Taliessin of the Radiant Brow
by Thomas Wentworth
In times past there were enchanted islands in the Atlantic Ocean, off the
coast of Wales, and even now the fishermen sometimes think they see them.
On one of these there lived a man named Tegid Voel and his wife called
Cardiwen. They had a son, the ugliest boy in the world, and Cardiwen
formed a plan to make him more attractive by teaching him all possible
wisdom. She was a great magician and resolved to boil a large caldron full
of knowledge for her son, so that he might know all things and be able to
predict all that was to happen. Then she thought people would value him in
spite of his ugliness. But she knew that the caldron must burn a year and
a day without ceasing, until three blessed drops of the water of knowledge
were obtained from it; and those three drops would give all the wisdom she
So she put a boy named Gwion to stir the caldron and a blind man named
Morda to feed the fire; and made them promise never to let it cease
boiling for a year and a day. She herself kept gathering magic herbs and
putting them into it. One day when the year was nearly over, it chanced
that three drops of the liquor flew out of the caldron and fell on the
finger of Gwion. They were fiery hot, and he put his finger to his mouth,
and the instant he tasted them he knew that they were the enchanted drops
for which so much trouble had been taken. By their magic he at once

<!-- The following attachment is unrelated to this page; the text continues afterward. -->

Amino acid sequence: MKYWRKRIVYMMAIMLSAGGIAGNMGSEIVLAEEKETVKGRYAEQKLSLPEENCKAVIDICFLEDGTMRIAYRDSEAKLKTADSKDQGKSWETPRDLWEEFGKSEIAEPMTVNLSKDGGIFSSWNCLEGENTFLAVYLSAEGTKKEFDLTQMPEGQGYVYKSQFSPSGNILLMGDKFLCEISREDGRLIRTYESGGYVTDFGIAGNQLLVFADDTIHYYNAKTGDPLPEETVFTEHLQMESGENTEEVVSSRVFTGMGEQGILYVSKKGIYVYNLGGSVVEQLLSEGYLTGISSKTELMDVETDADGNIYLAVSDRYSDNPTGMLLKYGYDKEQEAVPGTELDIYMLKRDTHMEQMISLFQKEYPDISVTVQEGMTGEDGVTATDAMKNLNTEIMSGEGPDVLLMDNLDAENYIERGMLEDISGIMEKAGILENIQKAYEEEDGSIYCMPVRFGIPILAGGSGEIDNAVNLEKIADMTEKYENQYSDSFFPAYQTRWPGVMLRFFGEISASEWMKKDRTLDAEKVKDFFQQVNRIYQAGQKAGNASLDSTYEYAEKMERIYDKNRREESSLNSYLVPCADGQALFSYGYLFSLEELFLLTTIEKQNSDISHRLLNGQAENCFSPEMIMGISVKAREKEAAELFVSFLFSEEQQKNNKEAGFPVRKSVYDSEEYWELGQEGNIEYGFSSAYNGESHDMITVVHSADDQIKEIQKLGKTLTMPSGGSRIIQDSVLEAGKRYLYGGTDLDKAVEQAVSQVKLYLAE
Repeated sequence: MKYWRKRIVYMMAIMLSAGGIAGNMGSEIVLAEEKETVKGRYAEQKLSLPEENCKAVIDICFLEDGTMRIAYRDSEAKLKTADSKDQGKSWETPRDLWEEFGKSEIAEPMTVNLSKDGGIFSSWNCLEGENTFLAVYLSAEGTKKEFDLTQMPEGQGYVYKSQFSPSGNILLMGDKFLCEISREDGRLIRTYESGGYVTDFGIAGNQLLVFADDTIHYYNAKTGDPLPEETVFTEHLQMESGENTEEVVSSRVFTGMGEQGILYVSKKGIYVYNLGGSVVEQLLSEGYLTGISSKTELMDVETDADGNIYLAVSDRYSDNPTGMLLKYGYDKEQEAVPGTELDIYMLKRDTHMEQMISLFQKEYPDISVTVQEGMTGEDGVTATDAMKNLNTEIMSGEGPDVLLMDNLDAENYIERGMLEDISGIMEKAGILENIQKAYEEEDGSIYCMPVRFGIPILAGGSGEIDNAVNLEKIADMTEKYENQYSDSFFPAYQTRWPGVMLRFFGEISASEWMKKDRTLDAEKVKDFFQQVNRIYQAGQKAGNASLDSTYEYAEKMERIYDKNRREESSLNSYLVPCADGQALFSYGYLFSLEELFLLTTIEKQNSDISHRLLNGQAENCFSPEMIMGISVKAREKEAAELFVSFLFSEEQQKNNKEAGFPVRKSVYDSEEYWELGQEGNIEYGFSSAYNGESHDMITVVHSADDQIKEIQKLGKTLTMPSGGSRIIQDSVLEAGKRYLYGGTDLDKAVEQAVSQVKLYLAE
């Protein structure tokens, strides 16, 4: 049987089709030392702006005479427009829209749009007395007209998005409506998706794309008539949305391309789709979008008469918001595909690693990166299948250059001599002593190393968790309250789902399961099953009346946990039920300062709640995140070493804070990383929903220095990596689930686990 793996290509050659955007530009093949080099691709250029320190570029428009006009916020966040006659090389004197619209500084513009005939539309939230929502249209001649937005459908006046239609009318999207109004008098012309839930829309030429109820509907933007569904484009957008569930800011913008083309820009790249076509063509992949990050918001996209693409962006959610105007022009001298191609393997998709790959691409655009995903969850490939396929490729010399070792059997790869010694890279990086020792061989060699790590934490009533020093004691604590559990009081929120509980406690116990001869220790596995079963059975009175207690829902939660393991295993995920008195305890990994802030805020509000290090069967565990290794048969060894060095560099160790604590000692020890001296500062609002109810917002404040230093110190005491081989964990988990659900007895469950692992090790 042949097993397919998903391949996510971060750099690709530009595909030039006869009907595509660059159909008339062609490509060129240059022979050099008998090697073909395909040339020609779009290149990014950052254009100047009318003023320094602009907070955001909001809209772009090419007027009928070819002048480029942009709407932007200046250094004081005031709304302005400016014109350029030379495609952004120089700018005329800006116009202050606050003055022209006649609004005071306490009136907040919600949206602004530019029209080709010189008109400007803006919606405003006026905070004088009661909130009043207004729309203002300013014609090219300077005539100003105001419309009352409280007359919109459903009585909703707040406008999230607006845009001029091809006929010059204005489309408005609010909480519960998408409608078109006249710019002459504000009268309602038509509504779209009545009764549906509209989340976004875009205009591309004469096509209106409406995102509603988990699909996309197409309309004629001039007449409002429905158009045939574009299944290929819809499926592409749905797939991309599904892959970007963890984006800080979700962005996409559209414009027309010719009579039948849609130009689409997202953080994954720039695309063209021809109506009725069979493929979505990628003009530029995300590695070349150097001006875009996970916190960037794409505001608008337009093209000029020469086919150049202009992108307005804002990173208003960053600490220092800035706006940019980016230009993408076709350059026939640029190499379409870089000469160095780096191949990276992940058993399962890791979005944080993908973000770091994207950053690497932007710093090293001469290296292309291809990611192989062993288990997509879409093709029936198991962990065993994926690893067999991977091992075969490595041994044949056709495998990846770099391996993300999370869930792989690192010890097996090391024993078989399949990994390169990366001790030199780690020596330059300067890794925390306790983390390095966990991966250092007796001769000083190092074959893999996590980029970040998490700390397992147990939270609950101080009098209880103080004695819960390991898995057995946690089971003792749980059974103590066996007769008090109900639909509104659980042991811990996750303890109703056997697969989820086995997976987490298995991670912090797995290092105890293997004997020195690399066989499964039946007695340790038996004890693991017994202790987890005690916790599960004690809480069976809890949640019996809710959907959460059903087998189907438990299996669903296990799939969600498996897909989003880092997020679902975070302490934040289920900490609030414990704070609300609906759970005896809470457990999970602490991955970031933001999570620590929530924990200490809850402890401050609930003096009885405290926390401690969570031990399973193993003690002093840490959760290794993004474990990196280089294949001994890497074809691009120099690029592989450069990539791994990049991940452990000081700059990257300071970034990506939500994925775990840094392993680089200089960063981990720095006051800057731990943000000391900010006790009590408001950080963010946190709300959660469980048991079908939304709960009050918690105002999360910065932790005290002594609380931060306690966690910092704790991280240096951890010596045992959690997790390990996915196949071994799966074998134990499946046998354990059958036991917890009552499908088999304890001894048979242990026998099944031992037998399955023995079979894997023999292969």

foresaw all that was to come, and especially that Cardiwen the enchantress
would never forgive him.
Then Gwion fled. The caldron burst in two, and all the liquor flowed
forth, poisoning some horses which drank it. These horses belonged to a
king named Gwyddno. Cardiwen came in and saw all the toil of the whole
year lost. Seizing a stick of wood, she struck the blind man Morda
fiercely on the head, but he said, "I am innocent. It was not I who did
it." "True," said Cardiwen; "it was the boy Gwion who robbed me;" and she
rushed to pursue him. He saw her and fled, changing into a hare; but she
became a greyhound and followed him. Running to the water, he became a
fish; but she became another and chased him below the waves. He turned
himself into a bird, when she became a hawk and gave him no rest in the
sky. Just as she swooped on him, he espied a pile of winnowed wheat on the
floor of a barn, and dropping upon it, he became one of the wheat-grains.
Changing herself into a high-crested black hen, Cardiwen scratched him up
and swallowed him, when he changed at last into a boy again and was so
beautiful that she could not kill him outright, but wrapped him in a
leathern bag and cast him into the sea, committing him to the mercy of
God. This was on the twenty-ninth of April.
Now Gwyddno had a weir for catching fish on the sea-strand near his
castle, and every day in May he was wont to take a hundred pounds' worth
of fish. He had a son named Elphin, who was always poor and unsuccessful,
but that year the father had given the son leave to draw all the fish from